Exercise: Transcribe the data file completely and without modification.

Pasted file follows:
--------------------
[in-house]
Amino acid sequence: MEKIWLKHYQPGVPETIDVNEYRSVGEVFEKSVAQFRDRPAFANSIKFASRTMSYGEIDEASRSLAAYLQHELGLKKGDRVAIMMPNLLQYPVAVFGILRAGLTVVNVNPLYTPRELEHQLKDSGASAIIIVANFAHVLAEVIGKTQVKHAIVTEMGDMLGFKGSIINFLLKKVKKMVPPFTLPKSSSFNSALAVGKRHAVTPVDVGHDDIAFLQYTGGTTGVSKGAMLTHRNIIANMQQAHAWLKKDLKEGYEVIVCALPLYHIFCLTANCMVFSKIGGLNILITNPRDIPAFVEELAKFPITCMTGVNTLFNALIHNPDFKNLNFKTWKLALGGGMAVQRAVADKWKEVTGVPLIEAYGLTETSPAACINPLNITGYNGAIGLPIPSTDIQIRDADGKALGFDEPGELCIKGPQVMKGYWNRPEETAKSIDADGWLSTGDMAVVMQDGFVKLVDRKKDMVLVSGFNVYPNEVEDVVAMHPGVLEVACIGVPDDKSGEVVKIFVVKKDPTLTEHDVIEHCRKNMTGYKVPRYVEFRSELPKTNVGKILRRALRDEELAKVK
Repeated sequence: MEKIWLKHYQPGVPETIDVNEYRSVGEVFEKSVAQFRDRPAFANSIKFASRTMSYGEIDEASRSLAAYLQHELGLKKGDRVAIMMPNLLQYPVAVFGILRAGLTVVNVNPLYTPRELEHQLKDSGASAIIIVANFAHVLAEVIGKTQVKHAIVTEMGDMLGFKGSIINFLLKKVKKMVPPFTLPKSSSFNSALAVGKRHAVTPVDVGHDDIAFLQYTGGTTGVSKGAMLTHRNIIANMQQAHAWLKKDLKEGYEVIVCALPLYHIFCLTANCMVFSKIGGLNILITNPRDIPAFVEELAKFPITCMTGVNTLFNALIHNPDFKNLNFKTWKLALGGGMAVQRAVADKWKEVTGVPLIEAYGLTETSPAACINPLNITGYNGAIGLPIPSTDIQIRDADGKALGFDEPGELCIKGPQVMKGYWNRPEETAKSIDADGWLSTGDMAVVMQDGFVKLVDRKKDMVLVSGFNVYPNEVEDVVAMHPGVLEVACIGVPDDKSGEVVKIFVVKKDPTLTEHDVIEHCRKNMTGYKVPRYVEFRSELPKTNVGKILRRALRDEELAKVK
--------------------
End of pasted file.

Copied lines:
[in-house]
Amino acid sequence: MEKIWLKHYQPGVPETIDVNEYRSVGEVFEKSVAQFRDRPAFANSIKFASRTMSYGEIDEASRSLAAYLQHELGLKKGDRVAIMMPNLLQYPVAVFGILRAGLTVVNVNPLYTPRELEHQLKDSGASAIIIVANFAHVLAEVIGKTQVKHAIVTEMGDMLGFKGSIINFLLKKVKKMVPPFTLPKSSSFNSALAVGKRHAVTPVDVGHDDIAFLQYTGGTTGVSKGAMLTHRNIIANMQQAHAWLKKDLKEGYEVIVCALPLYHIFCLTANCMVFSKIGGLNILITNPRDIPAFVEELAKFPITCMTGVNTLFNALIHNPDFKNLNFKTWKLALGGGMAVQRAVADKWKEVTGVPLIEAYGLTETSPAACINPLNITGYNGAIGLPIPSTDIQIRDADGKALGFDEPGELCIKGPQVMKGYWNRPEETAKSIDADGWLSTGDMAVVMQDGFVKLVDRKKDMVLVSGFNVYPNEVEDVVAMHPGVLEVACIGVPDDKSGEVVKIFVVKKDPTLTEHDVIEHCRKNMTGYKVPRYVEFRSELPKTNVGKILRRALRDEELAKVK
Repeated sequence: MEKIWLKHYQPGVPETIDVNEYRSVGEVFEKSVAQFRDRPAFANSIKFASRTMSYGEIDEASRSLAAYLQHELGLKKGDRVAIMMPNLLQYPVAVFGILRAGLTVVNVNPLYTPRELEHQLKDSGASAIIIVANFAHVLAEVIGKTQVKHAIVTEMGDMLGFKGSIINFLLKKVKKMVPPFTLPKSSSFNSALAVGKRHAVTPVDVGHDDIAFLQYTGGTTGVSKGAMLTHRNIIANMQQAHAWLKKDLKEGYEVIVCALPLYHIFCLTANCMVFSKIGGLNILITNPRDIPAFVEELAKFPITCMTGVNTLFNALIHNPDFKNLNFKTWKLALGGGMAVQRAVADKWKEVTGVPLIEAYGLTETSPAACINPLNITGYNGAIGLPIPSTDIQIRDADGKALGFDEPGELCIKGPQVMKGYWNRPEETAKSIDADGWLSTGDMAVVMQDGFVKLVDRKKDMVLVSGFNVYPNEVEDVVAMHPGVLEVACIGVPDDKSGEVVKIFVVKKDPTLTEHDVIEHCRKNMTGYKVPRYVEFRSELPKTNVGKILRRALRDEELAKVK